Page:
These then the isles we were blown from, to, from. From this melancholy trade & back to caulking, boring, back to old boats & the sea. Cracks is a dangerous sign see as is slacks especially dune-slacks. Cracks where the cranes lived old & wet the cranes down in the deadwood. There the front crane told a story to the back crane how he slipped on a cranesbill in a dune-slack. It was a short story. The little yellow pansy story surely? Surely they lost each other in the tall hard grass story? Surely the cranesbill grows mainly on the plains? O spica-venti! O campestris! O inarticulata!




Pica pica (magpie)

This is an idle tale all hat & thumbs & another one for money. So check the pipes of thy boat boat boat. I’m out now its my birthday better its my bye-bye. Then again I run around. The sprig to the wire & the wire to the ground. Then again I turn. Jenkins comes & we all say “ah” or “gee” & I love him for a whole year & he tells me something new (by the way the oldenburg girls go in the sonnenschein). Gee there’s jenkins leaving. The other birds follow & he keeps them flying in his hiding-place & to carry his hay & he comes no more his feathers have been rubbed off in the sonnenschein. The turning bird too is everywhere else. Neighbour yr gutterbox. I, have, a, very, english, joy.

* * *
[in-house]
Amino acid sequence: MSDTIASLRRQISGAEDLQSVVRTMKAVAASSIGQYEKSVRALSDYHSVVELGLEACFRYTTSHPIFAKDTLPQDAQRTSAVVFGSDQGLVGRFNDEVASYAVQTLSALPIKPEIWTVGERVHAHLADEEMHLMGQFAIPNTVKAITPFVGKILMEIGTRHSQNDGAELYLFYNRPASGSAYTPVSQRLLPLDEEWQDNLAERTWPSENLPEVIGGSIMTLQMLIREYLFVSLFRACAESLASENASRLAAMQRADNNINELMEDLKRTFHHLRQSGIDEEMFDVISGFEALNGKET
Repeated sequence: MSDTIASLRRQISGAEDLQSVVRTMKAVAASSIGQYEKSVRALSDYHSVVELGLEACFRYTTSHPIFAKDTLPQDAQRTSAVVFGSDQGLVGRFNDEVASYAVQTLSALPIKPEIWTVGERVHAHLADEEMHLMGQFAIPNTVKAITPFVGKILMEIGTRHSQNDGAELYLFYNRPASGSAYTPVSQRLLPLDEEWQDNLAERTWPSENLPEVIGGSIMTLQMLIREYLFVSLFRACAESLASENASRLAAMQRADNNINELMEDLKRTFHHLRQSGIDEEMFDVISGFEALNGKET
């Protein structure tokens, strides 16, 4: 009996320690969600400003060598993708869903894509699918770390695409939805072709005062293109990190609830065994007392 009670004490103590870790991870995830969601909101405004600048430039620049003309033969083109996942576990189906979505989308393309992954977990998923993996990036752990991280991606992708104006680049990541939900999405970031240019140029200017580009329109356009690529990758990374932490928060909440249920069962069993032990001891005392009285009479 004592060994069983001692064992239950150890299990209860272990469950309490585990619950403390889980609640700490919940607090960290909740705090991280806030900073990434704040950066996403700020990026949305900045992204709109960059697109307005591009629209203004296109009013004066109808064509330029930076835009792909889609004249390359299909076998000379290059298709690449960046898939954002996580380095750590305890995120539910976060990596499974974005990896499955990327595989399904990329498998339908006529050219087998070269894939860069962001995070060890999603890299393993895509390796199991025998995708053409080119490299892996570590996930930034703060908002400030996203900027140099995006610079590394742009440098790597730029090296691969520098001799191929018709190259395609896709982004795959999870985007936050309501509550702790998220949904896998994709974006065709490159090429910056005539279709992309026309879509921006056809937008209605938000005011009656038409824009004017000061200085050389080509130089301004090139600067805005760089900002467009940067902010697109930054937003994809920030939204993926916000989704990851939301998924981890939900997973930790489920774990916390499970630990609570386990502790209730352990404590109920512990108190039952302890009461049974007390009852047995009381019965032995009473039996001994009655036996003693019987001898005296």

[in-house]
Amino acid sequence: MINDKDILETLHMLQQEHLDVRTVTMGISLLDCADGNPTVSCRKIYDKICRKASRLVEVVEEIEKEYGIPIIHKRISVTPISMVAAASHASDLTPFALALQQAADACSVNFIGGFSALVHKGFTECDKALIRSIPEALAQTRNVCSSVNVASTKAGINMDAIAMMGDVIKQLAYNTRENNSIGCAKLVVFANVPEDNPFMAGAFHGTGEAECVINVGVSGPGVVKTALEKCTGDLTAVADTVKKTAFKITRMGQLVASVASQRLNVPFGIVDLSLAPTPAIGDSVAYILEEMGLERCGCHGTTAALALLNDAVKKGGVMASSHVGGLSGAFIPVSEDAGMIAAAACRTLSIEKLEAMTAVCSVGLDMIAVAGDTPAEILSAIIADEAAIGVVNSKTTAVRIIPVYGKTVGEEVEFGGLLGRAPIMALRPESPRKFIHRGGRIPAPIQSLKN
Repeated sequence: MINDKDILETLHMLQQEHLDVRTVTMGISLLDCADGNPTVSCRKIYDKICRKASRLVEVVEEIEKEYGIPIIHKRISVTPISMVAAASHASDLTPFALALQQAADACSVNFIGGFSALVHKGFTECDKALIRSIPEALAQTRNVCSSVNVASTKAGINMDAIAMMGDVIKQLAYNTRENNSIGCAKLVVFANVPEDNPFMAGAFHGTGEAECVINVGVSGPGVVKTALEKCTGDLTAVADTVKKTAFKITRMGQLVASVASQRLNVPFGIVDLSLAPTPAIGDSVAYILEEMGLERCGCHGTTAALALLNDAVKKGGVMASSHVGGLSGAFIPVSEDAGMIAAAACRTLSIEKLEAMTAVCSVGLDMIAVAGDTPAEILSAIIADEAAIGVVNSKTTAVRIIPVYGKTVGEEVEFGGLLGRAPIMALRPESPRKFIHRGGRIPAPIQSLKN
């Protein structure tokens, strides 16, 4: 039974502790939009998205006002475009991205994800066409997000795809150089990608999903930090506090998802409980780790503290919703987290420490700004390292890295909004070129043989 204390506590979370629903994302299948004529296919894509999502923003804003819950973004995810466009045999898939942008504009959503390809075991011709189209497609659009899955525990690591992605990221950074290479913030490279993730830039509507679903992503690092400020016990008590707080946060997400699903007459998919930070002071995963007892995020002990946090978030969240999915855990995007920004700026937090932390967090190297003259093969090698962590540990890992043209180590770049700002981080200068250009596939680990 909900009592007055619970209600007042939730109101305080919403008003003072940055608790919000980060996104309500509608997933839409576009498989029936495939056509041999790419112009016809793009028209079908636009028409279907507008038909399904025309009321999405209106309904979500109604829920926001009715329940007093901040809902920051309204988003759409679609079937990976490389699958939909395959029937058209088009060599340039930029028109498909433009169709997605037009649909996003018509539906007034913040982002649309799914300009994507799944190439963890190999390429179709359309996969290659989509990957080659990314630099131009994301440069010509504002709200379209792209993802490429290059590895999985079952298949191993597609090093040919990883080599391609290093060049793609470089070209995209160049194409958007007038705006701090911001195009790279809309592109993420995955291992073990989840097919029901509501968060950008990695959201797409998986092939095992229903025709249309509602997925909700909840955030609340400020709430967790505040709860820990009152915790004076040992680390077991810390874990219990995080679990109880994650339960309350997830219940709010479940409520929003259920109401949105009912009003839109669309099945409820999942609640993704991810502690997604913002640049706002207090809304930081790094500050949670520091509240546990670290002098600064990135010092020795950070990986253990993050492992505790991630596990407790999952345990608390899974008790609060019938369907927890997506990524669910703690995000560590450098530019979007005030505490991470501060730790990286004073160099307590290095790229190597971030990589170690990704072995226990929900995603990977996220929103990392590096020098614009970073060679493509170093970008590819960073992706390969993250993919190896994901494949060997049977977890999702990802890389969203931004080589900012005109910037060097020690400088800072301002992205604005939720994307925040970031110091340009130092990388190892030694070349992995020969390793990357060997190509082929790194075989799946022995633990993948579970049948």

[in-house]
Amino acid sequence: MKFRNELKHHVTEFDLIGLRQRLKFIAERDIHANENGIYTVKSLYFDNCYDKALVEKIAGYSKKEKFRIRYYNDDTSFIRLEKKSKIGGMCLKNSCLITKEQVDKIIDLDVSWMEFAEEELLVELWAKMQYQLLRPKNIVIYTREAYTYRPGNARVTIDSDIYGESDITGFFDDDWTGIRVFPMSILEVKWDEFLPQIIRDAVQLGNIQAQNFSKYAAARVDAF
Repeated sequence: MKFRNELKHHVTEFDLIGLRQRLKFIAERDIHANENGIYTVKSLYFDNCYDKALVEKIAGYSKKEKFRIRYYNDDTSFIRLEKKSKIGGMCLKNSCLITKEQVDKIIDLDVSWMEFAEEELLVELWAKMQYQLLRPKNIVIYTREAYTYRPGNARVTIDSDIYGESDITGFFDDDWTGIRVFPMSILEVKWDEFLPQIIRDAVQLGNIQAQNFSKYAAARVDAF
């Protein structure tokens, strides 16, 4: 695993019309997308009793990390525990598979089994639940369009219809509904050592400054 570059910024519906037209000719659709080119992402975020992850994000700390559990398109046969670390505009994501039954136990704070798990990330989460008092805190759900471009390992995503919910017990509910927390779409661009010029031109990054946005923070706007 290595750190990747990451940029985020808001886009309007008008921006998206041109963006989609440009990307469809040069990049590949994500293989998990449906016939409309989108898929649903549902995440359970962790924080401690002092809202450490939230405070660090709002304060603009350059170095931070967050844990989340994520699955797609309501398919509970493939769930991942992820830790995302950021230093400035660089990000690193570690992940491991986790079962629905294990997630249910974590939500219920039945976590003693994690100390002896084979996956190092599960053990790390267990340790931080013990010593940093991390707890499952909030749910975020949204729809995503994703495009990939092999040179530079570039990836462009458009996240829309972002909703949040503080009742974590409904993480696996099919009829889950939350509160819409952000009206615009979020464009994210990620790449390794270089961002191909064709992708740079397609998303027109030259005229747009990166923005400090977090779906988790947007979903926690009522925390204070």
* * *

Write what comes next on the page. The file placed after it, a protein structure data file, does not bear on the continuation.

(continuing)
From In The Assarts

   (for Tim Atkins)

If I say a little about the timber
sorry I am become all flora interruptus.
I am tiny & exotic.
I am incapable.
I got the painless mumps
but I got you babe where we are
up in this famous ancient tree.
On my early map look over
there is our anti-highwayman trench.
Let’s gamekeep our own wood.
You be holly I’m a nut.
Later in the common market he died
not being shy storming
her world where he & forgot beautiful old rhyme.





So long Mr I done my sums &
I need no more ploughs.
Once one is the only one I know a man I flee from.
He adds up to this & this.
X & Y I flee from
what they did I don’t have to be in the Middle
A picnic is this plus this.
To put in it a stolen trout.
My favourite place is to be in the middle
of the road.
Oi, if, I, say, you, it is not enough Mr
I done my sums
& I need more plums.





My moat has an elaborate diver. Not so.
He rises & sinks just like a boat
which is full of coney holes
I made o, o, o, by being so fly.
I filled it up with new eau,
so much so, my moat is mentioned in Milton’s odes.
Now my moat is dry.
Now my moat is dry
my diver is my driver. He drives me
to country shows not in a bateau
where we look at deer but being so shy
I return always without a doe.
No my boat’s so full of holes because
my boat's so full of moles.





I fucking love you months
January & February happily
together March & April
on their own & the smaller ones
May, June & obvious July.
August is very rare
we have to ask what happened
to August in September &
delicately. October there is
nothing to be said for
which like all fashions changes.
Months can be used to remember
like November November I
fucking love you sonnets